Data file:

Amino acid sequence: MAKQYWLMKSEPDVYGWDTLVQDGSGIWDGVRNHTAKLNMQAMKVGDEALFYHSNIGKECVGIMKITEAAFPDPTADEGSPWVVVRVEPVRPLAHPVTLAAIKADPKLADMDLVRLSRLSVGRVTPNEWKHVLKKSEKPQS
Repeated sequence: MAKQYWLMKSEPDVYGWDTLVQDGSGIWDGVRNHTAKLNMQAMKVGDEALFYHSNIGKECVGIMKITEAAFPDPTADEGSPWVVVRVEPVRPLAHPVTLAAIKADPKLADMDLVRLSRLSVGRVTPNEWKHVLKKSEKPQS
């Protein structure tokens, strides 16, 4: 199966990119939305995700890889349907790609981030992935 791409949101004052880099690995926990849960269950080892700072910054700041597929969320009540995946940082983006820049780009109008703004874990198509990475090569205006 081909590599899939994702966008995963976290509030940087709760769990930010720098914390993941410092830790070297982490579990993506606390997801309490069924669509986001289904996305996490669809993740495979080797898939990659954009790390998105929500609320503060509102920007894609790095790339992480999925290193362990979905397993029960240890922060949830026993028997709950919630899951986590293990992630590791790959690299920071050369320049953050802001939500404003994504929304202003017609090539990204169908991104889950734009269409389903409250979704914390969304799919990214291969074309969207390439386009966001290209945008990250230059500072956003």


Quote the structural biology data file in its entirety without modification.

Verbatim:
Amino acid sequence: MAKQYWLMKSEPDVYGWDTLVQDGSGIWDGVRNHTAKLNMQAMKVGDEALFYHSNIGKECVGIMKITEAAFPDPTADEGSPWVVVRVEPVRPLAHPVTLAAIKADPKLADMDLVRLSRLSVGRVTPNEWKHVLKKSEKPQS
Repeated sequence: MAKQYWLMKSEPDVYGWDTLVQDGSGIWDGVRNHTAKLNMQAMKVGDEALFYHSNIGKECVGIMKITEAAFPDPTADEGSPWVVVRVEPVRPLAHPVTLAAIKADPKLADMDLVRLSRLSVGRVTPNEWKHVLKKSEKPQS
């Protein structure tokens, strides 16, 4: 199966990119939305995700890889349907790609981030992935 791409949101004052880099690995926990849960269950080892700072910054700041597929969320009540995946940082983006820049780009109008703004874990198509990475090569205006 081909590599899939994702966008995963976290509030940087709760769990930010720098914390993941410092830790070297982490579990993506606390997801309490069924669509986001289904996305996490669809993740495979080797898939990659954009790390998105929500609320503060509102920007894609790095790339992480999925290193362990979905397993029960240890922060949830026993028997709950919630899951986590293990992630590791790959690299920071050369320049953050802001939500404003994504929304202003017609090539990204169908991104889950734009269409389903409250979704914390969304799919990214291969074309969207390439386009966001290209945008990250230059500072956003």